Estrogen plus progestin use is linked with increased breast cancer incidence, according to a study.
Researchers also found that prognosis is similar for users and nonusers of combined hormone therapy, suggesting that mortality from breast cancer may be higher for hormone therapy users.
In a Womens Health Initiative randomized trial, estrogen plus progestin was associated with an increase in both breast cancer incidence and mortality. However, most observational studies have linked estrogen plus progestin with better outcomes.
To determine the differences between the WHI trial and other observational studies, Rowan T. Chlebowski, MD, PhD, of the Los Angeles Biomedical Research Institute, and colleagues, conducted an observational study of more than 41,000 postmenopausal women with no prior hysterectomy and with negative mammograms within the past two years.
The researchers found that breast cancer incidence was notably higher in estrogen plus progestin users than incidence in nonusers over an 11-year period. Women who started hormone therapy closer to menopause had a higher breast cancer risk, with a weakening influence as the time separation increased.
“Because survival after breast cancer diagnosis did not differ between estrogen plus progestin users and nonusers, the higher breast cancer incidence of those using estrogen plus progestin may lead to increased breast cancer mortality on a population basis,” according to the study, which was published March 29 on the website of the Journal of the National Cancer Institute.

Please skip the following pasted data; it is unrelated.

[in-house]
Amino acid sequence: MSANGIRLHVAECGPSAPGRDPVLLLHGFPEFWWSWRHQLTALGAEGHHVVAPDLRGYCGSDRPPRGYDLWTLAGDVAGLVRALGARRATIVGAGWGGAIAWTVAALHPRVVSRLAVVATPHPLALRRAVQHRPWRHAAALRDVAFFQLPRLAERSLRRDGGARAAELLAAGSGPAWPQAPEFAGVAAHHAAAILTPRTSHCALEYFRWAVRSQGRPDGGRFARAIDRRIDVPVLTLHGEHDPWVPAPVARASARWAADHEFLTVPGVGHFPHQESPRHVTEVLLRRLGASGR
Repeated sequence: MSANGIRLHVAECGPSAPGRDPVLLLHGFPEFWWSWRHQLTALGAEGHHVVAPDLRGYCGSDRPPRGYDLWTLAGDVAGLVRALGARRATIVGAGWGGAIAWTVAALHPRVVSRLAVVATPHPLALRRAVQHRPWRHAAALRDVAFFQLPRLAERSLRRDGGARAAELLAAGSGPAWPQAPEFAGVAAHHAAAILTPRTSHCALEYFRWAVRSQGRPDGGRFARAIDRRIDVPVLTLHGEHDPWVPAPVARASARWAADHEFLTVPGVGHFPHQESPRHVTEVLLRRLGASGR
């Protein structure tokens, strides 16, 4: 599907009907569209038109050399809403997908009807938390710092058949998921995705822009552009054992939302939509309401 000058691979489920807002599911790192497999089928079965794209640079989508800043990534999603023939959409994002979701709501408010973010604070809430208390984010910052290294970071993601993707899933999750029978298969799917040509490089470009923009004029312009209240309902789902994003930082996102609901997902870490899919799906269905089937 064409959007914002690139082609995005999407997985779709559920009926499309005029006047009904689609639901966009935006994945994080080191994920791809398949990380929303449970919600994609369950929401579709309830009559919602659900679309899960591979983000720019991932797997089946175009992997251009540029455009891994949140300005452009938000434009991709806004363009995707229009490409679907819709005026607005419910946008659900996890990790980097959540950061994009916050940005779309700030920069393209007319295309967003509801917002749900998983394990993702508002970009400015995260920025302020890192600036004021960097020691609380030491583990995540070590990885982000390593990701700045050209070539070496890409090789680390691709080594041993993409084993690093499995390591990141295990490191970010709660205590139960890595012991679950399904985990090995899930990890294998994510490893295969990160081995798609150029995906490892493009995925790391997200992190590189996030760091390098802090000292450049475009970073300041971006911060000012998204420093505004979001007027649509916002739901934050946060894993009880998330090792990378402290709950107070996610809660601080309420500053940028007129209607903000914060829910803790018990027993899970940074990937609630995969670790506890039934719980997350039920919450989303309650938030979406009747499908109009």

In a news release, Chlebowski commented that the study “shows that women who begin the hormonal therapy of estrogen plus progestin closer to menopause are at a greater risk of breast cancer. Because menopause usually is the reason for women to undergo hormonal therapy, this is a very significant finding.
“The study also showed that all categories of breast cancer are increased — not just those with favorable prognosis — among women using estrogen plus progestin. This finding suggests higher mortality from breast cancer among women who use this combined hormone therapy. As always, women should consult with their physicians and consider the potential risks of any hormonal therapy to help relieve the symptoms of menopause.”
In an accompanying editorial, Catherine Schairer, PhD, and Louise A. Brinton, PhD, both of the National Cancer Institute, wrote that questions remain about whether the data analyzed from the WHI observational study resolves the differences in tumor prognosis and tumor characteristics when compared with the WHI randomized trial.
“In general, tumors in estrogen plus progestin users in the WHI observational study were not significantly different from those in nonhormone users with regard to number of positive lymph nodes or tumor size, but were more likely to be well-differentiated and positive for hormone receptors, findings which are similar to other observational studies,” they wrote.
These findings did not translate into a survival benefit, however. The writers recommended further analyses in this and other data-sets of currency and duration of hormone use in relationship to tumor development to fully resolve the issue of tumor characteristics associated with estrogen plus progestin therapy.
The study abstract is available at http://jnci.oxfordjournals.org/content/early/2013/03/21/jnci.djt043.abstract.